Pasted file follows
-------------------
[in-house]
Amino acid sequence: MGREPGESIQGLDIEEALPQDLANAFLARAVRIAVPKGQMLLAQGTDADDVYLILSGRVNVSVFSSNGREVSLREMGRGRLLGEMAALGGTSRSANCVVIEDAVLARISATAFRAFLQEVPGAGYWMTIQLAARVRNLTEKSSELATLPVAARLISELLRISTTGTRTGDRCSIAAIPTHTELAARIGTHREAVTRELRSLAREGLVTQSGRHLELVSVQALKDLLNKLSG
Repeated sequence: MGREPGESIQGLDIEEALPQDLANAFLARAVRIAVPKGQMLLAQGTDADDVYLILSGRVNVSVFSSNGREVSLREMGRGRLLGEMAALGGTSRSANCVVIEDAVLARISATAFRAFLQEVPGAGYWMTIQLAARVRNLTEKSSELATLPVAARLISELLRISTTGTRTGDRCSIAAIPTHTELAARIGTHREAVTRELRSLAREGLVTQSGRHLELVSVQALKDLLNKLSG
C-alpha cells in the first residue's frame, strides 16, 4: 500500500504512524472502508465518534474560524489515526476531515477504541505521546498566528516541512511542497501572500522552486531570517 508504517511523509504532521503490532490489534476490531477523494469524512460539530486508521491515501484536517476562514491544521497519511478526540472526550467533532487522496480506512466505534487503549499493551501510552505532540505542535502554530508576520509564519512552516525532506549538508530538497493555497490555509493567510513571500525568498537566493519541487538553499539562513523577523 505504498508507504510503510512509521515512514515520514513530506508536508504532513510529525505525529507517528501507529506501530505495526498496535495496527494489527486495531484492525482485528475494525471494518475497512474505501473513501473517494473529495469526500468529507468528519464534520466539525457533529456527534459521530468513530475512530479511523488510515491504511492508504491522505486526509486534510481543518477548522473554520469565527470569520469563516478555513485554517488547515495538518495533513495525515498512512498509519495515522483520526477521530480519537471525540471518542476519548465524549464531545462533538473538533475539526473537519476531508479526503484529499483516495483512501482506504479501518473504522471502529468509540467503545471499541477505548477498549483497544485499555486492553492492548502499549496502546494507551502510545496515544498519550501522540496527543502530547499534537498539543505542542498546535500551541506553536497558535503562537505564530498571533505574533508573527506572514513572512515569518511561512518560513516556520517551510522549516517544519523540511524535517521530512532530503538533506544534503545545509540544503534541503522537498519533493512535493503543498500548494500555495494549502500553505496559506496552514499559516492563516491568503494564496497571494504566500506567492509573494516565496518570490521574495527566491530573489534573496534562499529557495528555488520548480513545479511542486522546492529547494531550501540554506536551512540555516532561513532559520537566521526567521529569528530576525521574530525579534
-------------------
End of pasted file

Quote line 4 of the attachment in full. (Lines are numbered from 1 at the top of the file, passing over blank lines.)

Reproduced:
C-alpha cells in the first residue's frame, strides 16, 4: 500500500504512524472502508465518534474560524489515526476531515477504541505521546498566528516541512511542497501572500522552486531570517 508504517511523509504532521503490532490489534476490531477523494469524512460539530486508521491515501484536517476562514491544521497519511478526540472526550467533532487522496480506512466505534487503549499493551501510552505532540505542535502554530508576520509564519512552516525532506549538508530538497493555497490555509493567510513571500525568498537566493519541487538553499539562513523577523 505504498508507504510503510512509521515512514515520514513530506508536508504532513510529525505525529507517528501507529506501530505495526498496535495496527494489527486495531484492525482485528475494525471494518475497512474505501473513501473517494473529495469526500468529507468528519464534520466539525457533529456527534459521530468513530475512530479511523488510515491504511492508504491522505486526509486534510481543518477548522473554520469565527470569520469563516478555513485554517488547515495538518495533513495525515498512512498509519495515522483520526477521530480519537471525540471518542476519548465524549464531545462533538473538533475539526473537519476531508479526503484529499483516495483512501482506504479501518473504522471502529468509540467503545471499541477505548477498549483497544485499555486492553492492548502499549496502546494507551502510545496515544498519550501522540496527543502530547499534537498539543505542542498546535500551541506553536497558535503562537505564530498571533505574533508573527506572514513572512515569518511561512518560513516556520517551510522549516517544519523540511524535517521530512532530503538533506544534503545545509540544503534541503522537498519533493512535493503543498500548494500555495494549502500553505496559506496552514499559516492563516491568503494564496497571494504566500506567492509573494516565496518570490521574495527566491530573489534573496534562499529557495528555488520548480513545479511542486522546492529547494531550501540554506536551512540555516532561513532559520537566521526567521529569528530576525521574530525579534